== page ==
Kate Kim, MS-2 Rutgers Robert Wood Johnson Medical School. She was formerly a health policy congressional intern and senior research analyst at the Lewin Group

    Sections from this episode include

    • Details and the origin of the “Healthcare Policy and Emergency Preparedness” elective
    • Question breakdowns covering HiPPA and what is and is not a protected entity
    • Medical billing practices included fee for service compared to value based healthcare.


    Special thanks to Dr. Ned Palmer for discussing the state of student loan debt and how re-financing with Panacea can help students save money. Check out what Panacea Financial is doing for medical students at

    Healthcare TechnologyWith Dr. Rachel Salas and MS4 Kori Porosnicu Rodriguez from Johns Hopkins Medicine

    Todays Guests

    Rachel Salas, MD, MEd, FAAN, FANA (@RachelSalasMD) is a Professor in the Department of Neurology at Johns Hopkins Medicine with a joint appointment in the School of Nursing. She is the Director of the Neurology Clerkship. She earned her medical degree at the University of Texas Medical Branch at Galveston where she also completed her internship and residency. After her chief year, she came to Baltimore to complete her 2-year sleep medicine fellowship. In 2018, she earned a Master of Medical Education at the Johns Hopkins School of Education. Dr. Salas is an executive member of the Alliance for Clinical Education. She is also the founder and Co-Director of the Osler Apprenticeship Program (in Neurology), a medical education research program for senior medical students and the PreDoc Program, a premedical college program. Dr. Salas is a certified strengths coach and uses a strength-based approach and coaching to connect to, support, and develop those involved with her educational mission and in her clinical practice. She is the director of the Interprofessional Education and Collaborative Practice for the School of Medicine at Johns Hopkins. Nationally, she is a Co-Director for Interprofessional Teaming for the High Value Practice Academic Alliance where she works to promote teamwork through a strengths-based approach. Dr. Salas is a 2019-21 Josiah Macy Scholar and was selected as one of the 2019-20 AMA Health Systems Science Scholars.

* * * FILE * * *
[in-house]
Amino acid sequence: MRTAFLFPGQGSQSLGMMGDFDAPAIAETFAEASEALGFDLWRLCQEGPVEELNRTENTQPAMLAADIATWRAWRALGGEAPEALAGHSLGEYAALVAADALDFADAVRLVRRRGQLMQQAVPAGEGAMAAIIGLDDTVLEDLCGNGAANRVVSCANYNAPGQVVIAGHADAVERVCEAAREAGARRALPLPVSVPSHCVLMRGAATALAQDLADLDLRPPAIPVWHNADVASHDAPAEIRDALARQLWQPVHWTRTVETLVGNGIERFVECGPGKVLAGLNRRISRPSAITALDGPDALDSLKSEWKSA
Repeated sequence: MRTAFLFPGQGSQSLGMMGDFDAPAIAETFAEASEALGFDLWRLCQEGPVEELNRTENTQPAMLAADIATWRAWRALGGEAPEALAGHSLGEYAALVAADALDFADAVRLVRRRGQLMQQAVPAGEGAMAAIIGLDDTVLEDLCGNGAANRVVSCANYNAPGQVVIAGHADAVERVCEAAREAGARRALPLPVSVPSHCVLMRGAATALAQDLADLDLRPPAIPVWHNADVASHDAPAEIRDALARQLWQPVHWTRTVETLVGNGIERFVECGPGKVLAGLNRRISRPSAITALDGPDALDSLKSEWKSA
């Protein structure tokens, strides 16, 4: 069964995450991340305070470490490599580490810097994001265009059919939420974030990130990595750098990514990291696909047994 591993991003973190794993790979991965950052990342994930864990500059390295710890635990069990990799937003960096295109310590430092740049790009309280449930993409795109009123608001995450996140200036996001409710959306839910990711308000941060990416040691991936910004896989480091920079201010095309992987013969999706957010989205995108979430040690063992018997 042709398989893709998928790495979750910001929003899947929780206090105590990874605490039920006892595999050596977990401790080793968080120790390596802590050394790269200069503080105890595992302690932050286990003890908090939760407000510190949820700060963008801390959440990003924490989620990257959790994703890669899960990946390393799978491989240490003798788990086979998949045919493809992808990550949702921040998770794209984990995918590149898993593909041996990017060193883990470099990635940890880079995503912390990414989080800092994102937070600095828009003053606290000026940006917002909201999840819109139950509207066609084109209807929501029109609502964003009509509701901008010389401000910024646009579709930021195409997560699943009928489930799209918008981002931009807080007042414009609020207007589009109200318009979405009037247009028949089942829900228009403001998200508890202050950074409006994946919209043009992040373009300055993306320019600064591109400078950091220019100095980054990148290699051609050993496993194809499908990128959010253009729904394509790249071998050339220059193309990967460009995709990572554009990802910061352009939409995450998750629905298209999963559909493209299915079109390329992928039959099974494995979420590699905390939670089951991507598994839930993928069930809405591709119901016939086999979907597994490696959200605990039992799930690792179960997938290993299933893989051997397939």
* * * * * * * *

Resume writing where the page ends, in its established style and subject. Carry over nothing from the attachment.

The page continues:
Kori is a rising 4th-year MD student at Johns Hopkins University School of Medicine. She is currently doing an MPH year at the Johns Hopkins Bloomberg School of Public Health where she is concentrating in epidemiology and biostatistics. Kori's interests lie in medical education, research, service-learning, and advocacy. She enjoys working with the Johns Hopkins Neurology Department as an Osler Apprentice, learning how to design and evaluate electives, conduct medical education research, and be an effective change agent. In her free time, she also works to advance equity in healthcare as the External Policy Co-Chair for the national Latino Medical Student Association and as a member of the Centro SOL Policy Group. She can be found on Twitter at @KoriPoRodri.

    Sections from this episode include

    • Embracing telemedicine and translating exams for telemedicine visits
    • Developing the “Virtual Clinical Elective in Equitable Healthcare” and how it incorporated Health Systems Science
    • Using medical devices for research


    Special thanks to Dr. Ned Palmer for explaining the benefits of having a checking/savings account with Panacea. Check out what Panacea Financial is doing for medical students at

    Population and Social Determinants of HealthWith Dr. Tonya Fancher and MS2 Mustafa Shakir from UC Davis

    Todays Guests

    Tonya Fancher, MD, MPH, is associate dean of workforce innovation and community engagement at UC Davis. She has created UME and GME pathways that address workforce shortages, including as PI on an AMA Accelerating Change in Medical Education grant with Kaiser Permanente to create a 3-year MD pathway and as co-PI on an AMA Accelerating Change in Resident Education grant with OHSU to create a regional collaborative to address physician shortages in rural, tribal, urban and communities between Sacramento and Portland.